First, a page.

“There’s no way to guarantee that there will be no takes of marine mammals, specifically seals,” said Mike Jarbeau, baykeeper for Save The Bay.
Jarbeau said Save The Bay is discouraged that QDC ignored local knowledge and conditions in the waters within Narragansett Bay’s West Passage. The proposed blasting, scheduled for this month and next, approaches the peak population of seals in the bay and is taking place near Rome Point, the most populated seal haul-out site in Narragansett Bay.
Save The Bay is concerned that pressure to complete blasting before Jan. 31 “has led QDC to ignore the clear evidence that seals will be present and active in the project area,” Jarbeau said. “Based on this information, there is an extremely strong potential for seal harassment or injury.”
He noted that QDC also failed to consider alternative routes once it learned that a rocky area was in the proposed channel. “Despite that, the project proceeded, leading to these last-minute changes to address the rock in time to meet the dredging window,” Jarbeau said.
North Kingstown resident Arthur Hamilton noted that there is ample time to find alternatives to blasting since the construction has yet to begin on the new pier and the custom barge is still being built.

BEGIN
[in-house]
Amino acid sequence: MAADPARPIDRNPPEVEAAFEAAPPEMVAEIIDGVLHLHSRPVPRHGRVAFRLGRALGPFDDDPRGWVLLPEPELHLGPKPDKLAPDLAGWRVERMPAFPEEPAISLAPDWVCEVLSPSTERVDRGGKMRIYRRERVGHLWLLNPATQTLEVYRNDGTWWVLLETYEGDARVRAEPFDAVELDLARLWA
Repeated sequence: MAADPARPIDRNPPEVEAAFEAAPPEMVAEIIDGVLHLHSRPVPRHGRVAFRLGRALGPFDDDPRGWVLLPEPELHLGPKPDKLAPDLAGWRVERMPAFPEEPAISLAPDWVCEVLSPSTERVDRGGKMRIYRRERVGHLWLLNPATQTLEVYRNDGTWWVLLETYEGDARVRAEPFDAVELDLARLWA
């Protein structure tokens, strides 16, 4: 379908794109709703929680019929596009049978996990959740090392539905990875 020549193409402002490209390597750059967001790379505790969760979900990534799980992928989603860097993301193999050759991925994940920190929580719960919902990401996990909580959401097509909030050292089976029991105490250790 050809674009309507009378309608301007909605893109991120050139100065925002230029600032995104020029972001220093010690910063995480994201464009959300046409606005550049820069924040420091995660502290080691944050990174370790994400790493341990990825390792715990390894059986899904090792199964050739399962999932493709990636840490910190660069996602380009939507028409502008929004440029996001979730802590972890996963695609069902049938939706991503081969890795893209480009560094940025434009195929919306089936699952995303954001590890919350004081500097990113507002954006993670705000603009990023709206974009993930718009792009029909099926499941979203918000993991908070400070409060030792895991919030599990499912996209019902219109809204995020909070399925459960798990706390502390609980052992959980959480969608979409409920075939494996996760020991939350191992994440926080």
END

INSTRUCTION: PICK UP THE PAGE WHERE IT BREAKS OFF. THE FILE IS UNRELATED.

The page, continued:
A former marine engineer, Hamilton suggested the use of a cutter drill to breakdown the rock. He also said the rocks could be left in place and the barge could navigate the channel during high tide.
“Explosives are the last worst thing we want to do,” Hamilton said.
Hamilton, Jarbeau, and Barrington resident Susannah Holloway argued that QDC should be required to apply for a marine mammal take authorization from the National Oceanic and Atmospheric Administration, as was required for construction of the Block Island Wind Farm.
Holloway called for a larger safety area for protecting sea life and urged that the blasting occur in summer, when flounder would likely the only threatened species.
“This sound [from blasting] is much louder and a lot more damaging,” she said.
Edward Spinard Jr., development services director for QDC, defended not having the federal take authorization, saying that blasting will be done much less frequently than the continual pile driving required to build the nation’s first offshore wind facility.